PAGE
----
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Tea Board of Kenya raises concerns over increased theft of tea

The Tea Board of Kenya (TBK) has called for radical measures to curb the increased theft of green leaf, which has left tea farmers counting losses.

TBK has identified Murang’a, Kiambu, Meru, and Kirinyaga as counties where theft of green leaves has escalated in the recent past.

The board’s director Mr. Charles Kirigwi has noted theft of green leaf is perpetuated by hawking of tea, saying the trend is leaving farmers with huge losses.

Speaking in Murang’a Friday, Kirigwi observed that the majority of small-scale tea farmers in the mentioned counties are allied to KTDA management factories saying the theft is leaving the factories to operate below their production capacity.

The director accused some private tea factories implicated in the hawking of green leaf in Mount Kenya region, divulging that the private facilities are secretly increasing their tea production lines to accommodate the excess produce acquired through theft.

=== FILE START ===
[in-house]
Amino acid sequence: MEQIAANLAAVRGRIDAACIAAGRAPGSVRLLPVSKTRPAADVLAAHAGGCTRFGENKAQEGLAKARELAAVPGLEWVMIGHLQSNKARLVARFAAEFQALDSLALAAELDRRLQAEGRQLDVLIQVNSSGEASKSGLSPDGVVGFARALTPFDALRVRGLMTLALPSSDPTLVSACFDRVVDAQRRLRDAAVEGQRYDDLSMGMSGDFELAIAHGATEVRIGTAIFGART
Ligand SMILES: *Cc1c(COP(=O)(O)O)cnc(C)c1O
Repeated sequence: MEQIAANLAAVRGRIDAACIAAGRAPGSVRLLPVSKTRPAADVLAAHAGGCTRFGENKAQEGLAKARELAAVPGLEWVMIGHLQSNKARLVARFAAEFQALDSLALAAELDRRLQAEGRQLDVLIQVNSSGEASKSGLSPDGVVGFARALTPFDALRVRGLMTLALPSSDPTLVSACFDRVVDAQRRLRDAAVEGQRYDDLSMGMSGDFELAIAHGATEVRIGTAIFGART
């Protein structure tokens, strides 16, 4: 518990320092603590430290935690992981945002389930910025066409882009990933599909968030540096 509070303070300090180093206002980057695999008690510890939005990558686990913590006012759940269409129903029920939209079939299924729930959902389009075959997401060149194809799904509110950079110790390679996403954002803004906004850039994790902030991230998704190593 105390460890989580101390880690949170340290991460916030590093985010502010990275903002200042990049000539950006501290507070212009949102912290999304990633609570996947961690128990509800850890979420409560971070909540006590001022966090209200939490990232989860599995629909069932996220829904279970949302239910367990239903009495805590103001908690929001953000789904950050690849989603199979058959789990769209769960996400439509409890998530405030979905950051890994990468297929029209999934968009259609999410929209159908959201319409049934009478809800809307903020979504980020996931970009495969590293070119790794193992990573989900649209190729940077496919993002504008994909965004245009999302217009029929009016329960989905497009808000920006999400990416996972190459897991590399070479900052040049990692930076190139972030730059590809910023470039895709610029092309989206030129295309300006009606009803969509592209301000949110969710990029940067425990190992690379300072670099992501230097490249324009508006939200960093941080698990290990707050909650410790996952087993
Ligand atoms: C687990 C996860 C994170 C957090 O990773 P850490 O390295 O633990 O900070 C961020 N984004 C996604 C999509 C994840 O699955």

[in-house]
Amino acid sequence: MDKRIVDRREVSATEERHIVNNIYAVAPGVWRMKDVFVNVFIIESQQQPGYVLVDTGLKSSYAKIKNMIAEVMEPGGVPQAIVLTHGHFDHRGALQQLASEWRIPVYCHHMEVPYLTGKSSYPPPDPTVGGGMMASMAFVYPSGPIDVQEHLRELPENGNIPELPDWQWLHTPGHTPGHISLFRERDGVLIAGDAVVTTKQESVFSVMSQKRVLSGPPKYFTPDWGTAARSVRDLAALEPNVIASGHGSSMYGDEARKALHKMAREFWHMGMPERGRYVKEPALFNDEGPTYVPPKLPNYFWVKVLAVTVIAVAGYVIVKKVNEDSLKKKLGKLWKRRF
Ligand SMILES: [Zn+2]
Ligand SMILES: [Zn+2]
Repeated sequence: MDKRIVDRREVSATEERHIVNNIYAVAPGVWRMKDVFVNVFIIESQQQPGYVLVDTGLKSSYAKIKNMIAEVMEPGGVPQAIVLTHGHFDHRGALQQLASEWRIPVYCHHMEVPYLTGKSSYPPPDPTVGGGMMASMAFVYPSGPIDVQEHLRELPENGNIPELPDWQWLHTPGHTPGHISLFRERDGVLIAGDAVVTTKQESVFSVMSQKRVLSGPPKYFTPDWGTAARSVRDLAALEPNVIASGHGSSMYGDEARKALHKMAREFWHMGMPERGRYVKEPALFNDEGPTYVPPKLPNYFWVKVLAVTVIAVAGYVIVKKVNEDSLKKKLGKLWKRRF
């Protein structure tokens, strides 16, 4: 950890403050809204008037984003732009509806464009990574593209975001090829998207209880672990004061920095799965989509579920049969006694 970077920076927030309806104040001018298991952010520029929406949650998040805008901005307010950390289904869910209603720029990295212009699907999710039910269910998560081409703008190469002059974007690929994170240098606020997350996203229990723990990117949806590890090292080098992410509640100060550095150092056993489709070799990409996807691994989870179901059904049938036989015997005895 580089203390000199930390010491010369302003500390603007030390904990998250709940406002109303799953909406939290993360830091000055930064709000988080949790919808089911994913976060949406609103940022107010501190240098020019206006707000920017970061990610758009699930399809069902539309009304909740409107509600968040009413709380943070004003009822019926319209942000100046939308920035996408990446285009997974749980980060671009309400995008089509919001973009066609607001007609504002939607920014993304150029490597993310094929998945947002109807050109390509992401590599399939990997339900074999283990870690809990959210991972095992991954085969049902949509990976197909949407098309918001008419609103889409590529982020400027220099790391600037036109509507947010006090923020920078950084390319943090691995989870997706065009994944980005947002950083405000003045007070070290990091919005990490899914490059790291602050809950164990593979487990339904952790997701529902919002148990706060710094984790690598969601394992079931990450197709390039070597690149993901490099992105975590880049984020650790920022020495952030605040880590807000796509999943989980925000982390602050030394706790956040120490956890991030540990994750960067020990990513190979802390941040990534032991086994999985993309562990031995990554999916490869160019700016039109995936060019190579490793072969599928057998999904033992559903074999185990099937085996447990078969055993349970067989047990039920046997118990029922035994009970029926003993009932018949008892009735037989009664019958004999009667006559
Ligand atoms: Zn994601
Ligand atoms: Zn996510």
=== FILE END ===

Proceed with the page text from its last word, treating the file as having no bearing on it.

“its unfortunate farmers are losing their produce through theft of green leaf at the farms. This should be stopped since KTDA allied factories operate below the capacity,” said Kirigwi.

He added that the Tea board has instructions from the government to stop hawking of green leaf so as to protect farmers from exploitation.

“There is one private tea factory in Meru county, which is buying green leaf from as far as Kirinyaga county. The hawking can be blamed for increased theft of produce,” he added.

The Board, Kirigwi noted, has sanctioned inspection of the tea factories processing lines, in efforts to tame hawking of the green leaf and establish those collaborating with culprits behind the menace.

“Initial investigation has established that some of the private factories on the spot are buying the produce away from their areas of operation after they falsified their applications for licenses on the contracted farmers,” noted the director.

He continued, “TBK plans to have vehicles involved in tea transportation labeled and also factories with extra unlicensed processing lines will be destabilized.”

Chairman of Ikumbi tea factory, Gerald Ngumba on behalf of tea factory directors in the region appealed to the Ministry of the Interior and National Coordination to arrest the culprits behind the hawking of the teas.

The chairman reiterated that it was disturbing that farmers were losing their produce due to the increased hawking activities.

“Tea hawking is a security threat that should be tamed to save the industry from collapsing,” said Ngumba.

By Bernard Munyao


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